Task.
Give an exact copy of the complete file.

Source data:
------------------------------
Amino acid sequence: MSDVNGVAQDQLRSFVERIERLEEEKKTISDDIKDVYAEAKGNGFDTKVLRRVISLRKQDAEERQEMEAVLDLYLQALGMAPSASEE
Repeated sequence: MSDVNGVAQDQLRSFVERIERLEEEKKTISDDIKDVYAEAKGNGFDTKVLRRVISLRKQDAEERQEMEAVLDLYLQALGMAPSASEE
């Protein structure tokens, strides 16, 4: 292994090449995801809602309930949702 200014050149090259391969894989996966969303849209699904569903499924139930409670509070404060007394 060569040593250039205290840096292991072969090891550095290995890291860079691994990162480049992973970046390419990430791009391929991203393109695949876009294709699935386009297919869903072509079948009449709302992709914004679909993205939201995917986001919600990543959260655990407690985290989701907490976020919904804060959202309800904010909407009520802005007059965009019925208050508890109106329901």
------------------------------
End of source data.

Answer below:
Amino acid sequence: MSDVNGVAQDQLRSFVERIERLEEEKKTISDDIKDVYAEAKGNGFDTKVLRRVISLRKQDAEERQEMEAVLDLYLQALGMAPSASEE
Repeated sequence: MSDVNGVAQDQLRSFVERIERLEEEKKTISDDIKDVYAEAKGNGFDTKVLRRVISLRKQDAEERQEMEAVLDLYLQALGMAPSASEE
């Protein structure tokens, strides 16, 4: 292994090449995801809602309930949702 200014050149090259391969894989996966969303849209699904569903499924139930409670509070404060007394 060569040593250039205290840096292991072969090891550095290995890291860079691994990162480049992973970046390419990430791009391929991203393109695949876009294709699935386009297919869903072509079948009449709302992709914004679909993205939201995917986001919600990543959260655990407690985290989701907490976020919904804060959202309800904010909407009520802005007059965009019925208050508890109106329901």